Now that the Indians have fired Manny Acta as manager, just who will inherit Cleveland's mess as his replacement? Sandy Alomar Jr., the interim manager, is a Cleveland favorite. Keep your eye on Terry Francona. He is itching to get back into the dugout and, from his days working in the Indians front office, has great relationships with president Mark Shapiro and general manager Chris Antonetti.
The Indians' job is a bad one right now, but Francona, who formerly managed the Phillies and Red Sox, may decide that if he wants a team from the start of spring training this one may be as good as it gets. He has no shots at Boston or Miami if those job open (the Marlins have Ozzie Guillen under contract through 2015 and are not going to pay two managers superstar money). Toronto could open if John Farrell asks to leave for Boston, but Farrell does have one year remaining on his deal and the Blue Jays would demand real compensation from the Red Sox. Maybe Colorado opens up, but probably not. Houston filled its job with the impressive Bo Porter. And that may be it -- which explains why a bad job with a front office he knows well might look good to Francona.
By the way, it's hard to remember a season in which so many teams had such long stretches of absolutely horrendous baseball. Acta's Indians went 5-28. Brad Mills' Astros went 7-39. Clint Hurdle's Pirates went 12-31. Only Hurdle kept his job.
The house of cards that was the Cleveland Indians tumbled atop Acta yesterday when he was fired because of "results" -- to be specific, that epic 5-28 stretch during the second half. What was more stunning than the collapse was that the Indians had played winning baseball until then through 99 games -- 50-49. Truth be told, Cleveland found its level. It has the talent of a 90-plus loss team.
The Indians lost nearly all the bets they placed on supplementing what little talent they did have on hand. Derek Lowe was cut. Grady Sizemore and Travis Hafner couldn't stay on the field. Casey Kotchman couldn't hit. And the biggest bust of all was the colossal mistake of Ubaldo Jimenez. The Indians raided their prospect cupboard midway through last season to get Jimenez from Colorado. When the Rockies did cartwheels about shedding a 27-year-old starter under a fair contract, it should have set off alarms in Cleveland.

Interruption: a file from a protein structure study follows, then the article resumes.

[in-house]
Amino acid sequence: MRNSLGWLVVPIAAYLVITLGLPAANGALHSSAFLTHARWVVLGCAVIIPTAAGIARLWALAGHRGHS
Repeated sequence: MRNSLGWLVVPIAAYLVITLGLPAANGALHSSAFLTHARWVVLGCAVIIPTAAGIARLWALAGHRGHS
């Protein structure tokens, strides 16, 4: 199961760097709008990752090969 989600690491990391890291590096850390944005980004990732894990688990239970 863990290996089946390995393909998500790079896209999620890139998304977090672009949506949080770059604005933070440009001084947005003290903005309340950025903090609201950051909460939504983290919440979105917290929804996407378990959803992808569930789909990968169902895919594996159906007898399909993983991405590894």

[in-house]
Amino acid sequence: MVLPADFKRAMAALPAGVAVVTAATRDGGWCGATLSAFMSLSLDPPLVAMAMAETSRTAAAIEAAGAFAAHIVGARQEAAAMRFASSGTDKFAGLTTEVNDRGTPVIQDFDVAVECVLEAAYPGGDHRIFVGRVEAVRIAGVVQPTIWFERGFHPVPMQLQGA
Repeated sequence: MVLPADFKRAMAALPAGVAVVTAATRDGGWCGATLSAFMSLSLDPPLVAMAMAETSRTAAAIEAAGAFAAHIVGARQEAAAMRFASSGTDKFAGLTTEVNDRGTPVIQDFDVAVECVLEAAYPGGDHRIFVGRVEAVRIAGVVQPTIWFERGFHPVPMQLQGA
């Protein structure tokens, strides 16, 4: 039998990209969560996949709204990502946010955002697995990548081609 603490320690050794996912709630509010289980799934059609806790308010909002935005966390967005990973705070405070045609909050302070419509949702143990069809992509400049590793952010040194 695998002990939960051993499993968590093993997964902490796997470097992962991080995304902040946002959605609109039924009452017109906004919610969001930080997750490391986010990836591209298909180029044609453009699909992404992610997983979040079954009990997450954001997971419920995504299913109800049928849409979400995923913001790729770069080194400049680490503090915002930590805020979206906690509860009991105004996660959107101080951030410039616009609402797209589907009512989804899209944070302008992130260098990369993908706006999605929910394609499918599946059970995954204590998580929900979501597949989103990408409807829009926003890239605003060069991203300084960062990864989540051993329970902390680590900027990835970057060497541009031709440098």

Jimenez is a mirage built off a 14-start window to open the 2010 season, in which he went 13-1 and enjoyed fantastic run support and a .245 batting average on balls in play. When the Indians traded for him last year, however, he was 12-16 with a 4.40 ERA in his previous 40 starts. Forty starts! That sample -- bigger and more recent -- should have meant more than the 14-start rainbow of good luck in 2010.
The Indians thought they could "fix" his awful mechanics. Here is how it has worked out in 43 starts with Cleveland: he's actually worse -- 13-21 with a 5.43 ERA. Over his past 79 starts Jimenez is 25-37 with a 4.91 ERA, devolving into Chris Volstad or Luke Hochevar or whatever starter you want to pick who somehow keeps getting the baseball despite lousy results.
This is what happened to what was supposed to be the Cleveland rotation: cut (Lowe), awful (Jimenez), Tommy John surgery (Josh Tomlin), major regression (Justin Masterson) and identify fraud (Roberto Hernandez). Lowe, Jimenez and Masterson started more than half of Cleveland's season (85 games) and each of them posted an ERA worse than 5.00. The manager had no shot.
The Indians were within a game of the World Series in 2007. But in the next two years they traded CC Sabathia and Cliff Lee without getting a single impact player. Starting in 2005, their first round picks were a series of miscalculations: Trevor Crow over Jacoby Ellsbury, the forfeiture of a pick for signing journeyman pitcher Paul Byrd, Beau Mills over Jason Heyward, Alex White over Mike Trout and Drew Pomeranz over Chris Sale. White and Pomeranz were sent away in the Jimenez deal.
It could likely get worse before it gets better. The Indians must explore a trade for Shin-Soo Choo before his walk year. They need a first baseman, a leftfielder and at least two starting pitchers. Closer Chris Perez is far more trouble than he's worth. Acta had little chance with this roster, and the situation doesn't figure to improve quickly.
The good news for the Yankees is that Sabathia brought ace stuff to the mound in Minnesota in his last start. They can breathe easier. But there's no mystery to the Yankees' postseason chances. It's the same show you saw last October against Detroit in the LDS: If they don't hit with runners on base, they are a quick out. That means the burden falls again to a middle of the order that this season has been poor at hitting with runners in scoring position: Robinson Cano (.245), Mark Teixera (.235) and Alex Rodriguez (.222).
Yes, there will be a time or two when New York can bash an opponent with home runs -- nothing wrong with that. But that's not enough to carry a club through three rounds.
Rodriguez especially is a key because manager Joe Girardi keeps him in the middle of the lineup without production. Rodriguez's slugging percentage has declined for a fifth straight year. His rate of strikeouts is the highest of his career while his rates of extra-base hits, at-bats per RBI and driving in runners from third base all are the worst of his career. He has five hits all year with two outs and runners in scoring position (.139) and gets neutralized by power arms out bullpens (.212 against relief pitchers). And in 21 games since coming back from a broken hand -- all in the third or fourth spots of the lineup except one day batting fifth -- he has a very pedestrian slash line of .250/.313/.375.